1. This case now comes before us by reason of its having been removed to this Court from the Court of the Magistrate of Calcutta, Northern Division, by an order made under Section 147 of the High Courts' Criminal Procedure Act.
2. The learned Standing Counsel, on behalf of the Crown, objected that the order had been irregularly made, because the Crown was not served with notice of the application for it, and was not given an opportunity of being heard upon that application. We are of opinion, however, that when, as in the present case, a conviction has been arrived at by the Magistrate, and the petitioner is actually suffering imprisonment there under, it is within the discretion of this Court to order for sufficient prima facie cause shown, on the application of the prisoner, that the case be removed, without notice to the Crown. We intimated our readiness to give time to the Standing Counsel, if he required it, for the purpose of this hearing, but he said he was quite prepared to go on with the case without delay.
3. The charge preferred against the petitioners and some other person, upon which they were tried by the Magistrate, appears in the Court book, which the Magistrate has sent up to us, in the following words: 'Defendants are charged with having, on 1st March, at Beadon Street in Calcutta, exhibited to public view certain obscene representations. Defendants are further charged with having at the time and place aforesaid uttered or recited certain obscene words to the annoyance of others: Sections 292 and 294 of the Penal Code;' and the original order or conviction made and signed by the Magistrate after hearing the evidence given on both sides appears to have been as follows: 'Defendants (2) and (3) Upendronath Doss and Omritolall Bose' (the two petitioners to this Court) 'are found guilty under Sections 292 and 294 of the Penal Code, and sentenced to suffer imprisonment for one month.'
4. The scope of each of the two Sections, 292 and 294, of the Penal Code is wide; and it is much to be regretted that the charge against the prisoners was not made specific in regard to the representations and words alleged to have been exhibited uttered, and to be obscene, before at least the accused persons were called upon to answer it. And it was certainly very important, both in the interest of the accused persons, and of the public, that the Magistrate, in his decision of the matter, should have stated distinctly what were the particular representations and words which he found in the evidence the convicted persons had exhibited and uttered, and which he adjudged to be obscene within the meaning of these sections.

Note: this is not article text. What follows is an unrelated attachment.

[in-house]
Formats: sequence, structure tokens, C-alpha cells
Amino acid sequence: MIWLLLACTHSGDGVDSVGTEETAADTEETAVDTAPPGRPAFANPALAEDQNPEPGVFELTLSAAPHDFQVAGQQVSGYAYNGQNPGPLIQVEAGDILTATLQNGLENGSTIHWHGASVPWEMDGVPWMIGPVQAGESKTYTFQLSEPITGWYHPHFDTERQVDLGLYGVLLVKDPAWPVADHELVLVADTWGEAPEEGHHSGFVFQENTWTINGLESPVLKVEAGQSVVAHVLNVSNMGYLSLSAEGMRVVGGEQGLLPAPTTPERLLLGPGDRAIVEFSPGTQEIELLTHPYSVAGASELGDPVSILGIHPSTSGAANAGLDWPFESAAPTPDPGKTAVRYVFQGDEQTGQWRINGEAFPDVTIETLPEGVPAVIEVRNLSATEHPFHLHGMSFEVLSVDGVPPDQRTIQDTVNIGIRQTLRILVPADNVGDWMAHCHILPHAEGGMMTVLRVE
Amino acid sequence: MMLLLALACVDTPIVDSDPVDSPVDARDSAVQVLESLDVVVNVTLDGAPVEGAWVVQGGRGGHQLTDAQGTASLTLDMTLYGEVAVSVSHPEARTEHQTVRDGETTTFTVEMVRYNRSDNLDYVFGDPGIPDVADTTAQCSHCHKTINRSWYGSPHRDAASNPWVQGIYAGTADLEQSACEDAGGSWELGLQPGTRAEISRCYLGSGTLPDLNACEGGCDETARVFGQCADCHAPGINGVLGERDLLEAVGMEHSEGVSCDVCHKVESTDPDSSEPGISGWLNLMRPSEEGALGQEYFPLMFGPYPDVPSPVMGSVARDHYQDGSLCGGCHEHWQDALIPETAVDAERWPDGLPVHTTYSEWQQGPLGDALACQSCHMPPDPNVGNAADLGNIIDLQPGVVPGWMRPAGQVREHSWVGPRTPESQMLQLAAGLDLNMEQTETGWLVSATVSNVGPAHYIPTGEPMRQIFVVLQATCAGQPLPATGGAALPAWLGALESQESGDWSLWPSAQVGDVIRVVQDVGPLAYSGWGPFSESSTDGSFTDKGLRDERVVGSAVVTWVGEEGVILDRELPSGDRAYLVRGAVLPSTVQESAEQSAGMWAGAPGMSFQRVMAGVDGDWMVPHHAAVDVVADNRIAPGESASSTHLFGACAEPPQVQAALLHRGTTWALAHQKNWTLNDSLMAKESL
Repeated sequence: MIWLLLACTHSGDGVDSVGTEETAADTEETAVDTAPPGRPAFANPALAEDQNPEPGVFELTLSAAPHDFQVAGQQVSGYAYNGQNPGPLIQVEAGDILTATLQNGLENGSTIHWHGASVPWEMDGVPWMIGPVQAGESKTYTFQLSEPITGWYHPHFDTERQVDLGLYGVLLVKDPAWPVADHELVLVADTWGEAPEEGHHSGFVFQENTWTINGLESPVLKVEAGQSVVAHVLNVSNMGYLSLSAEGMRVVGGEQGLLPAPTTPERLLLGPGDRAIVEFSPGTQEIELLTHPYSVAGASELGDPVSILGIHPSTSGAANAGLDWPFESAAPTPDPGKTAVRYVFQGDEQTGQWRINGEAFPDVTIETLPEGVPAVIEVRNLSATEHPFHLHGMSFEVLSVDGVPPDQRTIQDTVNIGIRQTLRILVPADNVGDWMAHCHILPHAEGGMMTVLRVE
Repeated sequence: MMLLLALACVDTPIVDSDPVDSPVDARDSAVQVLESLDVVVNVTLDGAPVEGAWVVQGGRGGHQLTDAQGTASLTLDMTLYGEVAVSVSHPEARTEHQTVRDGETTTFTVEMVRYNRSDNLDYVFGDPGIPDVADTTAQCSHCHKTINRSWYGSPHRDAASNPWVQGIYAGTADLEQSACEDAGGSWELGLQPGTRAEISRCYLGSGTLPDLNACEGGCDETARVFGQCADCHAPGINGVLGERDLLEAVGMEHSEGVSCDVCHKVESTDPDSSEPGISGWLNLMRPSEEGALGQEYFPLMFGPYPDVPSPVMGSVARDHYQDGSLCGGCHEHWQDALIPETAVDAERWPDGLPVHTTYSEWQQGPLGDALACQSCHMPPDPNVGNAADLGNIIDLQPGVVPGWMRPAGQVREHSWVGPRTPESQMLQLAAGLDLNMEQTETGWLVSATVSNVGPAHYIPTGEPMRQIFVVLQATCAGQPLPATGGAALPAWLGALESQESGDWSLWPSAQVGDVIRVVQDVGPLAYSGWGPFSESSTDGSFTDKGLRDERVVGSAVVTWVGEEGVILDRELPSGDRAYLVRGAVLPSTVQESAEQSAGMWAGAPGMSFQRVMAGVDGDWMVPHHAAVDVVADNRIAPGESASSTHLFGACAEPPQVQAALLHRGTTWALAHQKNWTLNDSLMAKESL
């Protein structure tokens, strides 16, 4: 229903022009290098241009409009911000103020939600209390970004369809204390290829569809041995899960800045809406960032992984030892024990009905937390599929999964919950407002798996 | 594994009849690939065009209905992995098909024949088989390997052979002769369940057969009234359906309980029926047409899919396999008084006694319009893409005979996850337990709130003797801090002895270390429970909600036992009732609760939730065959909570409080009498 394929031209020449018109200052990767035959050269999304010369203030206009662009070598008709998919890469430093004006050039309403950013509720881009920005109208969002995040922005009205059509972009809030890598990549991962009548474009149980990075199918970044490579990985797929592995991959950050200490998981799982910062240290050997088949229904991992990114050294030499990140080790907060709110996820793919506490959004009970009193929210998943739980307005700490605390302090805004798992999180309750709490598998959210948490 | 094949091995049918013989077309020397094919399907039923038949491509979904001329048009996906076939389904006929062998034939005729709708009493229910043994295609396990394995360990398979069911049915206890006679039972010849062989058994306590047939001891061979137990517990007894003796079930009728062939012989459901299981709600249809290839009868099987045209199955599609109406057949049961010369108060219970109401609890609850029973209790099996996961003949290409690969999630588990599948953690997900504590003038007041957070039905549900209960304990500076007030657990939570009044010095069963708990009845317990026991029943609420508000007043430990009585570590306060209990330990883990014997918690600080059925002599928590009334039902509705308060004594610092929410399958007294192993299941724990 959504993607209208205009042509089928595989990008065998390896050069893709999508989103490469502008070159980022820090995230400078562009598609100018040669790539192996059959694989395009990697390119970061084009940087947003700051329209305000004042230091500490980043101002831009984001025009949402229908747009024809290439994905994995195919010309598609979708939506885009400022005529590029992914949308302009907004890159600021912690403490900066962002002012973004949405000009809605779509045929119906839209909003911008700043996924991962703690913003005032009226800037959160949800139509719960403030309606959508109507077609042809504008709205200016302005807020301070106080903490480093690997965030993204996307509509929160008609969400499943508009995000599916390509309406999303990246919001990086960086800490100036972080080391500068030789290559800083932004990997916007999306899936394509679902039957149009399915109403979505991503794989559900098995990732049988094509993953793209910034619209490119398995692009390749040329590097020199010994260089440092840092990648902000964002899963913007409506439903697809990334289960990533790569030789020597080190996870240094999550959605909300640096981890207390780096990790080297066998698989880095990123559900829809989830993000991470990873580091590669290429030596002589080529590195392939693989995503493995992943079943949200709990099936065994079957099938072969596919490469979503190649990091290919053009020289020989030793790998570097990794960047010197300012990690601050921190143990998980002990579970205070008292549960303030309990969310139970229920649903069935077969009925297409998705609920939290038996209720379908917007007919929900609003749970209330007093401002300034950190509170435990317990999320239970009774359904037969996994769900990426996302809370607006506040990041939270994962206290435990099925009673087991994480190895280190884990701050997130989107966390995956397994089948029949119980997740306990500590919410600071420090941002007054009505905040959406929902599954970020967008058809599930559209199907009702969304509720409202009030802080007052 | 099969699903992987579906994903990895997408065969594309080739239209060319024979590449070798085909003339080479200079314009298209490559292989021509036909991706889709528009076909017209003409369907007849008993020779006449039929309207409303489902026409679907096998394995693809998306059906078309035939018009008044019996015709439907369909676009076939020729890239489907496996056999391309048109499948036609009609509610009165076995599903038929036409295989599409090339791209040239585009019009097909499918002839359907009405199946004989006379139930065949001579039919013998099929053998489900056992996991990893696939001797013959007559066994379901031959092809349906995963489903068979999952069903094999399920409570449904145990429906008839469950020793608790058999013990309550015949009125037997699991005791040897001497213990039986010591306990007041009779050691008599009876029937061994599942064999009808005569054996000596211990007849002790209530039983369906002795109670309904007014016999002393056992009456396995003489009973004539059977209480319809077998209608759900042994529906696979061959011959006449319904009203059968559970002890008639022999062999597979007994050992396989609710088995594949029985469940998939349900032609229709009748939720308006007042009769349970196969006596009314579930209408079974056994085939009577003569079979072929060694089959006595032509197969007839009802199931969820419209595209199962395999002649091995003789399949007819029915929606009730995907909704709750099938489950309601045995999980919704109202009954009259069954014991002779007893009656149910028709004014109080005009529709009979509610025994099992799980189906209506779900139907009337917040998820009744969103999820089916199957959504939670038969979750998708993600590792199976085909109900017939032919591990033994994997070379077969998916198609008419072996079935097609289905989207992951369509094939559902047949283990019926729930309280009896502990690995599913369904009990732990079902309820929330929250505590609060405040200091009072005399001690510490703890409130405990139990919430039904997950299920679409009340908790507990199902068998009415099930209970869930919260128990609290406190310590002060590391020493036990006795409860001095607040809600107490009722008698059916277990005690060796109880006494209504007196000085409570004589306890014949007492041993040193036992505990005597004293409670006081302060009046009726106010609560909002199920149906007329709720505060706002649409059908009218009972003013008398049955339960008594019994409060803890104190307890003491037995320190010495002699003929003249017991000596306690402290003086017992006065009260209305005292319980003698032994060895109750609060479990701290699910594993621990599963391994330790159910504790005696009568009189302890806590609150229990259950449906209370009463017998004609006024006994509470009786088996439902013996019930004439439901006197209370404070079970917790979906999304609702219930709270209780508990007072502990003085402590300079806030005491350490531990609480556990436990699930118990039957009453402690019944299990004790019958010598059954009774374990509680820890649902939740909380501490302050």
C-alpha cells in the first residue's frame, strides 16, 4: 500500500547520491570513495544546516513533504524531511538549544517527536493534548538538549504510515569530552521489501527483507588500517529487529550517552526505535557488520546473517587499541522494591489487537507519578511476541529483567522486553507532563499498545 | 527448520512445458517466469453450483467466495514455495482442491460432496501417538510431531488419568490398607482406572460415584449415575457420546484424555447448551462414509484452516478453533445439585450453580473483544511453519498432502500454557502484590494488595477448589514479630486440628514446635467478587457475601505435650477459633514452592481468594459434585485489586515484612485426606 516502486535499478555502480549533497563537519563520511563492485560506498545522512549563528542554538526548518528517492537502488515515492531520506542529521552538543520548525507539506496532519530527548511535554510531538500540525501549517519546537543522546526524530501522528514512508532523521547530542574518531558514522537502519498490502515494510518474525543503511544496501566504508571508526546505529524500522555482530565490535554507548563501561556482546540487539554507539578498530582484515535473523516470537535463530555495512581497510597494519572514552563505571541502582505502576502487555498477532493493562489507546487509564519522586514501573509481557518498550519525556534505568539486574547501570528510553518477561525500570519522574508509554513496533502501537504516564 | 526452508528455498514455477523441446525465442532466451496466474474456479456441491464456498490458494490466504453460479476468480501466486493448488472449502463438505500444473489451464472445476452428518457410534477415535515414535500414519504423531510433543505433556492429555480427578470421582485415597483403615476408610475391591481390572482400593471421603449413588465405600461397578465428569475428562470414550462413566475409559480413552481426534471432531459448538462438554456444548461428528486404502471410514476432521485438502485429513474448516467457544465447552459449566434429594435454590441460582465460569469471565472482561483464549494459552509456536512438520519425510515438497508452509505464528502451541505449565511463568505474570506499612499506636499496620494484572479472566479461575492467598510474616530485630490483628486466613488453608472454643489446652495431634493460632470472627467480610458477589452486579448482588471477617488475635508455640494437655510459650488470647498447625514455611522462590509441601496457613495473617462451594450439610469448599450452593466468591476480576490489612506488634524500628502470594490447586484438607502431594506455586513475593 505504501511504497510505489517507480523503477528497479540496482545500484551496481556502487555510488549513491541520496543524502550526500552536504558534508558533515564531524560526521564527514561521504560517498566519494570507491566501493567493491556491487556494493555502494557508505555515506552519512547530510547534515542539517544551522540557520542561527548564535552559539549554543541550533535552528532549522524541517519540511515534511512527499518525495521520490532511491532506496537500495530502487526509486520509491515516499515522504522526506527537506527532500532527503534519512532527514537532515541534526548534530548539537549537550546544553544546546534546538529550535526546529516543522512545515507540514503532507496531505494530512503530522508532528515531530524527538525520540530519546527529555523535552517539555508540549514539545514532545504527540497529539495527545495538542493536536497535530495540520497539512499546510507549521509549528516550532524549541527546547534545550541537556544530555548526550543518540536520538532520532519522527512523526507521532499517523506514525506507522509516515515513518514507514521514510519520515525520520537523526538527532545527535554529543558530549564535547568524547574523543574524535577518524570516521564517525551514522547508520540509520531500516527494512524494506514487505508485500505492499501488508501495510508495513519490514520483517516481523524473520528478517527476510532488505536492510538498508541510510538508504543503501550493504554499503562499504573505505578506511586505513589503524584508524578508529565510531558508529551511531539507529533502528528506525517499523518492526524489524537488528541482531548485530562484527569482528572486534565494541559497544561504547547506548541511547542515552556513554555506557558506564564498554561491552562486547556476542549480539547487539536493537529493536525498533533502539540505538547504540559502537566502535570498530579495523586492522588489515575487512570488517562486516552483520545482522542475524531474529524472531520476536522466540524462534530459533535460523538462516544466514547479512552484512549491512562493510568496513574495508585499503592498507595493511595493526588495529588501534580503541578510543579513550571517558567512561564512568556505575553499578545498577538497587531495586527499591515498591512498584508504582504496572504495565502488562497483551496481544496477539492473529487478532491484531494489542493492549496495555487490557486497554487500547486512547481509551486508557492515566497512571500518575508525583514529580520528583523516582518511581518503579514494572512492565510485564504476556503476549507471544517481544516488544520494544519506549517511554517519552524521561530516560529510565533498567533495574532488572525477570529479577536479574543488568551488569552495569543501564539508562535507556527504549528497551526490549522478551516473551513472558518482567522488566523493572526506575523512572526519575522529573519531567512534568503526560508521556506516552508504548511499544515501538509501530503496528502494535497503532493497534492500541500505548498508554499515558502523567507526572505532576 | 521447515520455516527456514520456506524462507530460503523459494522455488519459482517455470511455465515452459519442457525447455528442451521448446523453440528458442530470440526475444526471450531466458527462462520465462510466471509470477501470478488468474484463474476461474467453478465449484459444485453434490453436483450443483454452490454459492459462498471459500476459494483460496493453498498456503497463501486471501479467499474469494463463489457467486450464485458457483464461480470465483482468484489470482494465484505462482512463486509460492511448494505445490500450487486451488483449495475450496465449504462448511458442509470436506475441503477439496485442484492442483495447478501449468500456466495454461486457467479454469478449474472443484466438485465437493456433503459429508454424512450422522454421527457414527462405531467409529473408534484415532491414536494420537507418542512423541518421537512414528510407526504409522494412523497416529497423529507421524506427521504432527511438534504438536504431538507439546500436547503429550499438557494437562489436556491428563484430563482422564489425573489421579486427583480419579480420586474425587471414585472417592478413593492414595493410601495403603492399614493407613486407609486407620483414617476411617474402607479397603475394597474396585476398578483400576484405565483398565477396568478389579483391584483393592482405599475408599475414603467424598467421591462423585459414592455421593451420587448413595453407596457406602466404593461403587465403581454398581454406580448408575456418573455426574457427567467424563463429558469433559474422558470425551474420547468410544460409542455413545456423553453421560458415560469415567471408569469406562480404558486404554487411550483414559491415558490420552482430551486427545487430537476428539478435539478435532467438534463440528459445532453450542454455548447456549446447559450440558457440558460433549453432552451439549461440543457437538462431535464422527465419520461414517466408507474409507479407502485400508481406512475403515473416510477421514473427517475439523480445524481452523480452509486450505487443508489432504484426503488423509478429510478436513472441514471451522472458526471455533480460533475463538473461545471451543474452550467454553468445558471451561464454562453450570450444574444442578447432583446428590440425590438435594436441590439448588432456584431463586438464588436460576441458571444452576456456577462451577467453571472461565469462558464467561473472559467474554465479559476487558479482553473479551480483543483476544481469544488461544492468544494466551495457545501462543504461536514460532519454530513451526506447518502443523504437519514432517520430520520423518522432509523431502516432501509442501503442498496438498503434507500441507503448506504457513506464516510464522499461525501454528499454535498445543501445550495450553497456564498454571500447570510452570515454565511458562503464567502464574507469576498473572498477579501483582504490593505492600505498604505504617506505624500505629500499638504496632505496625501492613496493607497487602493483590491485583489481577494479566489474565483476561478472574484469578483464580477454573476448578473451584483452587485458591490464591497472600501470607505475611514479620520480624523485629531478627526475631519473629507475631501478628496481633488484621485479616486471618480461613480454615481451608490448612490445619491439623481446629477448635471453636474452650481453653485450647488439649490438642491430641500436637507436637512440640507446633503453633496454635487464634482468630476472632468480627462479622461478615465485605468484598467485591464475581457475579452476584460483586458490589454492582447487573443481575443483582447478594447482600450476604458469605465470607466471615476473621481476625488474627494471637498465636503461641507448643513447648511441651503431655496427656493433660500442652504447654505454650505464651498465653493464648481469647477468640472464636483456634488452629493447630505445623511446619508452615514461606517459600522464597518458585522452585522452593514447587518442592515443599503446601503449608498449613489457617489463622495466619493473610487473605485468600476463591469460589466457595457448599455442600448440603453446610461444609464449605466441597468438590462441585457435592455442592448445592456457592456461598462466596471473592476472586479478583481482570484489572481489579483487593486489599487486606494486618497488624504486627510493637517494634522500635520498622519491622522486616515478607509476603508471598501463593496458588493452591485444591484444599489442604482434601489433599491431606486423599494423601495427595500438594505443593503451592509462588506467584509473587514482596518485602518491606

5. Had the case remained as the Magistrate's book represents it, we should have been reduced to the alternative of either practically trying the case de novo or of dismissing it, upon the ground that the Magistrate had come to no finding upon which his conviction could be sustained. Fortunately, however, since the conviction has been impeached by the making of the application for the removal of the case to this Court, the Magistrate has formally drawn up his specific findings of fact, and his order thereon, and we may now safely assume that this document discloses all that in the opinion of the Magistrate is established by the evidence against the petitioners within the scope of Sections 292 and 294 of the Penal Code. (After going through the specific findings of the Magistrate his Lordship found that the evidence was not sufficient to justify the findings of fact arrived at by the Magistrate, and that the words and passages were not obscene within the meaning of Sections 292 and 294, and continued:) It thus appears to us that the grounds upon which the Magistrate has placed his conviction in this case fail; and we can discover in the evidence no other ground upon which it could legally be supported. It follows that the conviction must be quashed, the sentence set aside, and the petitioners released from the obligation of their recognizances.